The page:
Federal auditors say the effort to secure the Mexican border with technology and fences has fallen years behind schedule, will cost billions of dollars extra in maintenance costs, and has no clear means of gauging whether illegal crossings have been curtailed, the New York Times reports. Mark Borkowski, who directs the Homeland Security Department’s Secure Border Initiative, stood by the program as “transformational,” but did not challenge the findings. “We are as frustrated as anybody is” with the setbacks, he said.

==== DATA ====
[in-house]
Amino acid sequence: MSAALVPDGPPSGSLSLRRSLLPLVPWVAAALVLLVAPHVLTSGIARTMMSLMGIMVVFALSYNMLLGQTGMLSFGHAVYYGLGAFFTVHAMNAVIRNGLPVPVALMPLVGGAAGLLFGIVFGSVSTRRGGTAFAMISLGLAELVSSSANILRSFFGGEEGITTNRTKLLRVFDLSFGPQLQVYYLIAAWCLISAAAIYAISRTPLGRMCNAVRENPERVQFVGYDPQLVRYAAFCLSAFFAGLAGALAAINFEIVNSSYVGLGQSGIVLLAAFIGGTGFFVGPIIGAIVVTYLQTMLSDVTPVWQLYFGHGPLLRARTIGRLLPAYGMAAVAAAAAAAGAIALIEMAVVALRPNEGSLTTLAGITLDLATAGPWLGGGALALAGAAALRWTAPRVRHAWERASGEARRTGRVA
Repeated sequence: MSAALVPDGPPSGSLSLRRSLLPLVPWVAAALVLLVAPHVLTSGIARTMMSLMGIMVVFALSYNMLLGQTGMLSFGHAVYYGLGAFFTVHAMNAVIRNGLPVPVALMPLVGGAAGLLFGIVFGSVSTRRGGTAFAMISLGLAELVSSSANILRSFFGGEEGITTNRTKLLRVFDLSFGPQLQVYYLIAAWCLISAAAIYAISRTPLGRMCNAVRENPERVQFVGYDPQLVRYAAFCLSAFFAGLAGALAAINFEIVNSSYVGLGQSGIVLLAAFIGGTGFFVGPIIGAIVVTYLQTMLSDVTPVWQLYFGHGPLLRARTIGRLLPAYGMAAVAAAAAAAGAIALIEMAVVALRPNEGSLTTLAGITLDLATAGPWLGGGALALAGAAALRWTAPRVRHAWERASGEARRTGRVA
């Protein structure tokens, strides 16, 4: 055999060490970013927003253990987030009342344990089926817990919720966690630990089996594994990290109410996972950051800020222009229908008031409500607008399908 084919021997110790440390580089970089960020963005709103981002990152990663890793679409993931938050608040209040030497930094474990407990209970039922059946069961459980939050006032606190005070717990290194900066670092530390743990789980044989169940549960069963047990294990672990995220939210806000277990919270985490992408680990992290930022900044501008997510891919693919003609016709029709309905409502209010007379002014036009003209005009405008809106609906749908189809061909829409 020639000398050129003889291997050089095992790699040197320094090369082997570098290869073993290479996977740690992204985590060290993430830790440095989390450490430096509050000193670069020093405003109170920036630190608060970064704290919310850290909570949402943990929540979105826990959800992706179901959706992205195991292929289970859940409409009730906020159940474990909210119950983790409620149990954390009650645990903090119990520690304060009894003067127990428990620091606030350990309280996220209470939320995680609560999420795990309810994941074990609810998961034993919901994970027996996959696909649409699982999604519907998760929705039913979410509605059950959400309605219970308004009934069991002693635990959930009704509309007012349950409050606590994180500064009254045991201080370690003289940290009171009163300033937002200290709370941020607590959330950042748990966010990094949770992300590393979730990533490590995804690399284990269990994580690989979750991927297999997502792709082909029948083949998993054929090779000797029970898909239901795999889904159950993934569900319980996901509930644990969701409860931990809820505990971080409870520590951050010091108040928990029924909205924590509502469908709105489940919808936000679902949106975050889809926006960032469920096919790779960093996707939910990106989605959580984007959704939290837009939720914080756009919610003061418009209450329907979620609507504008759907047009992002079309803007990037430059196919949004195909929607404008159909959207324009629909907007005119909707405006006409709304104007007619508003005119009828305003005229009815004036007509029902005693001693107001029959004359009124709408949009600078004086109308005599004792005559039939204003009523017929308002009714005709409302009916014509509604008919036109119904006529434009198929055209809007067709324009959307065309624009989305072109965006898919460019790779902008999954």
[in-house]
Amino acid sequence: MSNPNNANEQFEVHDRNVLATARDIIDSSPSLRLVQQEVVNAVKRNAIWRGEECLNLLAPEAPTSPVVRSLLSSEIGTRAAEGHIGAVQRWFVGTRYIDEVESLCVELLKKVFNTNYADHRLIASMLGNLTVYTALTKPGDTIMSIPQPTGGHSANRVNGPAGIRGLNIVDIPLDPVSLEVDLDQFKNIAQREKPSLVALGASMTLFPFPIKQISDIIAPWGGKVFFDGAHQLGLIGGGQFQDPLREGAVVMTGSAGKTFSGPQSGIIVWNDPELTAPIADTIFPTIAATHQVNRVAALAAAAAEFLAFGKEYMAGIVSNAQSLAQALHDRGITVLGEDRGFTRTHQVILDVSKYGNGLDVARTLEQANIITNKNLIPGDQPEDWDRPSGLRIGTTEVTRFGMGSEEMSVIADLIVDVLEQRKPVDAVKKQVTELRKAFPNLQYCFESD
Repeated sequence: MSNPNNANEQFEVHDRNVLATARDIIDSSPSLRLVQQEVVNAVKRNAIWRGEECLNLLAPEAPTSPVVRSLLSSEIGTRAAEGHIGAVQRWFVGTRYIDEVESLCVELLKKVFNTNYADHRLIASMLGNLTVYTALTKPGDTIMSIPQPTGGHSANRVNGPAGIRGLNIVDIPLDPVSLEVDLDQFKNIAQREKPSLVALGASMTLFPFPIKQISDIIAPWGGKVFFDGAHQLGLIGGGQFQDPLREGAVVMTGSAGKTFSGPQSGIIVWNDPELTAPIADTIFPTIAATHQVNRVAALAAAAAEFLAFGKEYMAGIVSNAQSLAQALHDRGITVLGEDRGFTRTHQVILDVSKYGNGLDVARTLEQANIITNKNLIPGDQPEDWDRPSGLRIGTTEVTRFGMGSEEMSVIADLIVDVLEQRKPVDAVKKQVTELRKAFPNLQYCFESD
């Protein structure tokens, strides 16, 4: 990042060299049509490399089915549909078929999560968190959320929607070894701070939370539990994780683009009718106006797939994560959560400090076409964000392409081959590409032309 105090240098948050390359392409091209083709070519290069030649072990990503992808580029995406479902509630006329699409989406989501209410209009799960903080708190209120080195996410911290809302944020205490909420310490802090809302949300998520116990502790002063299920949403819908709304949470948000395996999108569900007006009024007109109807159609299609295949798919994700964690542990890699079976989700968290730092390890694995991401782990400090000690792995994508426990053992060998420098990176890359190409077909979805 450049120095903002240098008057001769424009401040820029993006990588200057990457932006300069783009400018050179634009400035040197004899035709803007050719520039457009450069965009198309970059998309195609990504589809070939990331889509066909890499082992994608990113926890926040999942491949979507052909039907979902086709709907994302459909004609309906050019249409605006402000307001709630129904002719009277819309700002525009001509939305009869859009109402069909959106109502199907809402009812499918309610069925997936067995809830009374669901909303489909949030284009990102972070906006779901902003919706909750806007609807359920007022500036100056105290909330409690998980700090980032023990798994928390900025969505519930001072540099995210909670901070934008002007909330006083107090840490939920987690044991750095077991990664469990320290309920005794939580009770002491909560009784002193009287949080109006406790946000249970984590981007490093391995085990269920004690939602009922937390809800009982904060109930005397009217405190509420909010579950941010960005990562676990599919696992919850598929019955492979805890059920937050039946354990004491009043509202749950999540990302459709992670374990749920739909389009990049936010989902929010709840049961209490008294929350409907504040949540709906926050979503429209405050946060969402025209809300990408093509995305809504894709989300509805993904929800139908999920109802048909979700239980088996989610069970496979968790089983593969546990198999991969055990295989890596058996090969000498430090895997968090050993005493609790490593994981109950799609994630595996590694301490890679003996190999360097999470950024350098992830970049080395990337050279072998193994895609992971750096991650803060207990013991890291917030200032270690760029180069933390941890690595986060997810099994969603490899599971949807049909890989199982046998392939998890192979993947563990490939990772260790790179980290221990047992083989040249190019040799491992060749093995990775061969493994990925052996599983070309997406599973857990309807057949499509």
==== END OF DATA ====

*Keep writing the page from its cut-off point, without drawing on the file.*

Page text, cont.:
The Congressional Government Accountability Office said the U.S. had fallen about seven years behind its goal of putting in place the technology the Bush administration had heavily promoted when it announced the Secure Border Initiative in 2005. In 2006, the report said, the department estimated it would have a system of cameras, radars and sensors in place to aid a force of border guards by the end of 2009, but the completion date is now projected as 2016. “Flaws found in testing and concerns about the impact of placing towers and access roads in environmentally sensitive locations caused delays,” said Richard Stana, an author of the report. The cameras and radars, a “virtual fence” in a system designed by contractor Boeing have been hampered by weather and mechanical problems.